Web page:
After fulfilling a commandment expect to be tempted: for love of Christ is tested by adversity.

Never belittle the significance of your thoughts, for not one escapes God’s notice.

[…] The enemy, understanding how the justice of the spiritual law is applied, seeks only the assent of our mind.

Having secured this, he will either oblige us to undergo the labors of repentance or, if we do not repent, will torment us with misfortunes beyond our control.

Sometimes he encourages us to resist these misfortunes so as to increase our torment, and then, at our death, he will point to this impatient resistance as proof of our lack of faith.

Many have fought in various ways against circumstances; but without prayer and repentance no one has escaped evil.

Evils reinforce each other; so do virtues, thus encouraging us to still greater efforts.

The devil belittles small sins; otherwise he cannot lead us into greater ones.

Praise from others engenders sinful desire, while their condemnation of vice, if not only heard but accepted, engenders self-restraint.

[…]  All vice is caused by self-esteem and sensual pleasure; you cannot overcome passion without hating them.

‘Avarice is the root of all evil’ (1 Tim. 6:10); but avarice is clearly a product of these two components.

The intellect is made blind by these three passions: avarice, self-esteem and sensual pleasure.

Scripture calls these three the daughters of the horseleech, dearly loved by their mother folly (cf. Prov. 30:15, LXX).

These three passions on their own dull spiritual knowledge and faith, the foster-brothers of our nature.

It is because of them that wrath, anger, war, murder and all other evils have such power over mankind.

We must hate avarice, self-esteem and sensual pleasure, as mothers of the vices and stepmothers of the virtues.

Because of them we are commanded not to love ‘the world’ and ‘the things that are in the world’ (1 John 2:15); not so that we should hate God’s creation through lack of discernment, but so that we should eliminate the occasions for these three passions.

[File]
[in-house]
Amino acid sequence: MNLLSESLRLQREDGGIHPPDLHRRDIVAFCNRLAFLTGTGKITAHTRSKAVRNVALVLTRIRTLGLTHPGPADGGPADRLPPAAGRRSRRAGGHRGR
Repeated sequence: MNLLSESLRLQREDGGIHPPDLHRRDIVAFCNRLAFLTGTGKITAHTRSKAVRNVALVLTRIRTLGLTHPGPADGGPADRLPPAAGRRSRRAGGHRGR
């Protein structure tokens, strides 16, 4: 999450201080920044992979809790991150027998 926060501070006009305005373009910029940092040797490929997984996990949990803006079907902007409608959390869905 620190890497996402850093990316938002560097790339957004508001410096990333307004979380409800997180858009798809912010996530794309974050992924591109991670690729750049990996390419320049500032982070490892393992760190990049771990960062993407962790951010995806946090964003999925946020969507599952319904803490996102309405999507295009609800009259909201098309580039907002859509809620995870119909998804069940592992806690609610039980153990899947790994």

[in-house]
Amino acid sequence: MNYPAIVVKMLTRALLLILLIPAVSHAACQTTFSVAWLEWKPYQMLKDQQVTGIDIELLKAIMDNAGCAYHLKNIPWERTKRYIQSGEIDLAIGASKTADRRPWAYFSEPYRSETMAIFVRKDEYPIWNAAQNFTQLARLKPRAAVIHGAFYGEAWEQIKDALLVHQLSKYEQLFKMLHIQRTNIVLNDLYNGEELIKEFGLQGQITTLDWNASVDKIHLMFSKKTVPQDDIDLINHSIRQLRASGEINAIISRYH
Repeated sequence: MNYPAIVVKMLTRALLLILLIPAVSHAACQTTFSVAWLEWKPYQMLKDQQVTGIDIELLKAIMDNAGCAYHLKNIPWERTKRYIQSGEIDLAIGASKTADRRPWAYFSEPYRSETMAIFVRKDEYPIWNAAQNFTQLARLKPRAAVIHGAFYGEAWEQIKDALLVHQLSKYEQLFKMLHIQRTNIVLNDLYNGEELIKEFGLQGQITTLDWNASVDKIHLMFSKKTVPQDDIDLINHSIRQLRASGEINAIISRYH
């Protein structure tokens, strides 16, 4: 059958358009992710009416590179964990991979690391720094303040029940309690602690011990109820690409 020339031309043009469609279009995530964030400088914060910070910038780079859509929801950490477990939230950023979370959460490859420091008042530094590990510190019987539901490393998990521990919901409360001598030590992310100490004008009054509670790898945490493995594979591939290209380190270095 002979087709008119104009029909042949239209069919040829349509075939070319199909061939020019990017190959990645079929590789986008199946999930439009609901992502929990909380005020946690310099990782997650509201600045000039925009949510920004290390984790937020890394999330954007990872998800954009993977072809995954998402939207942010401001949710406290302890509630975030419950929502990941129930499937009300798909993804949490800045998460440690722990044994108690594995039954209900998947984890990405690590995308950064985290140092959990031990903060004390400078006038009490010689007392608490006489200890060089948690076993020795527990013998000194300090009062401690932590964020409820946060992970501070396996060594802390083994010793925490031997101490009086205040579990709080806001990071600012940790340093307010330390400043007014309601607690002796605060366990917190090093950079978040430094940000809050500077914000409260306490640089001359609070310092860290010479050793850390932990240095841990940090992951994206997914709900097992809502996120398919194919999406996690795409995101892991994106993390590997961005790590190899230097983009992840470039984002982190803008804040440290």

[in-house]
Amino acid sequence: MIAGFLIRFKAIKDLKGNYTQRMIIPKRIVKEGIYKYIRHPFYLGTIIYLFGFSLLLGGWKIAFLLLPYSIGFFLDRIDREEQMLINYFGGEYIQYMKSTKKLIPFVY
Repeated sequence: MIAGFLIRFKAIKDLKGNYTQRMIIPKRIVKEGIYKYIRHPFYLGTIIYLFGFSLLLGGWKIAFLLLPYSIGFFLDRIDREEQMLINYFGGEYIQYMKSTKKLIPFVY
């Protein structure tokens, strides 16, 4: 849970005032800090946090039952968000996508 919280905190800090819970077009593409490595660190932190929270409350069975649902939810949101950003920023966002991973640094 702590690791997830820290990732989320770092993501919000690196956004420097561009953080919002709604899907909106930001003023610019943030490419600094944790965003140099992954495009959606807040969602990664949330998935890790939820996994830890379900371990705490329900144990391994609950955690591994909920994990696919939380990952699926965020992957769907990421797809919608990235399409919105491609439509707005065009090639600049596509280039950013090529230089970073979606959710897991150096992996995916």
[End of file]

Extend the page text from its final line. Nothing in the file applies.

‘The soldier going to war’, it is said, ‘does not entangle himself in the affairs of this world’ (2 Tim. 2:4).

For he who entangles himself with the passions while trying to overcome them is like a man who tries to put out a fire with straw.

Mark the Hermit (5th-6th c.): On The Spiritual Law, 87-89, 91-95, 99-107, Text from G.E.H. Palmer, Philip Sherrard, and Kallistos Ware (trans. and eds.) The Philokalia: The Complete Text, vol. I (Faber & Faber, London & Boston: 1979), pp. 116-117.

Seraphim of Sarov: The Parable of the Wise and Foolish Virgins and the Acquisition of the Holy Spirit Monday, Sep 23 2013 

Seraphim_SarovskyOn the Parable of the Wise and Foolish Virgins (Matthew 15:1-13).

I think that what they were lacking was the grace of the All-Holy Spirit of God.

These virgins practiced the virtues, but in their spiritual ignorance they supposed that the Christian life consisted merely in doing good works.

By doing a good deed they thought they were doing the work of God, but they cared little whether they acquired the grace of God’s Spirit.

These ways of life, based merely on doing good, without carefully testing whether they bring the grace of the Spirit of God, are mentioned in the patristic books: “There is another way which is deemed good in the beginning, but ends at the bottom of hell.”

[…] The acquisition of the Holy Spirit is, in a manner of speaking, the oil, which the foolish virgins lacked.

They were called foolish just because they had forgotten the necessary fruit of virtue, the grace of the Holy Spirit, without which no one is or can be saved, for: “Through the Holy Spirit every soul is quickened and through purification is exalted and illumined by the Triune Unity in a Holy mystery.”

The oil in the lamps of the wise virgins could burn brightly for a long time. So these virgins, with their bright lamps were able to meet the Bridegroom, who came at midnight.

With Him, they could enter the bridal chamber of joy. But the foolish ones, though they went to market to buy more oil, when their lamps were going out, were unable to return in time, for the door was already shut.

The market is our life; the door of the bridal chamber, which was shut and barred the way to the Bridegroom is human death; the wise and foolish virgins are Christian souls; the oil is not the good deeds, but the grace of the All-Holy Spirit of God which is obtained through good deeds and which changes souls from one state to another

– such as, from a corruptible state to incorruptible state, from spiritual death to spiritual life, from darkness to light, from the stable of our being (where the passions are tied up like dumb animals and wild beasts) into a temple of the Divinity, the shining bridal chamber of eternal joy in Christ Jesus our Lord, the Creator, Redeemer and eternal Bridegroom of our souls.

How great is God’s compassion on our misery, that is to say, our inattention to His care for us, when God says: “Behold, I stand at the door and knock” (Rev. 3:20), meaning by “door” the course of our life which has not yet been closed by death! Oh, how I wish…that in this life you may always be in the Spirit of God!

Seraphim of Sarov (Orthodox Church; 1759-1833): On the Acquisition of the Holy Spirit.

Gregory Palamas: God has Made the Whole of this Perceptible Universe a Mirror of Heaven Wednesday, Sep 18 2013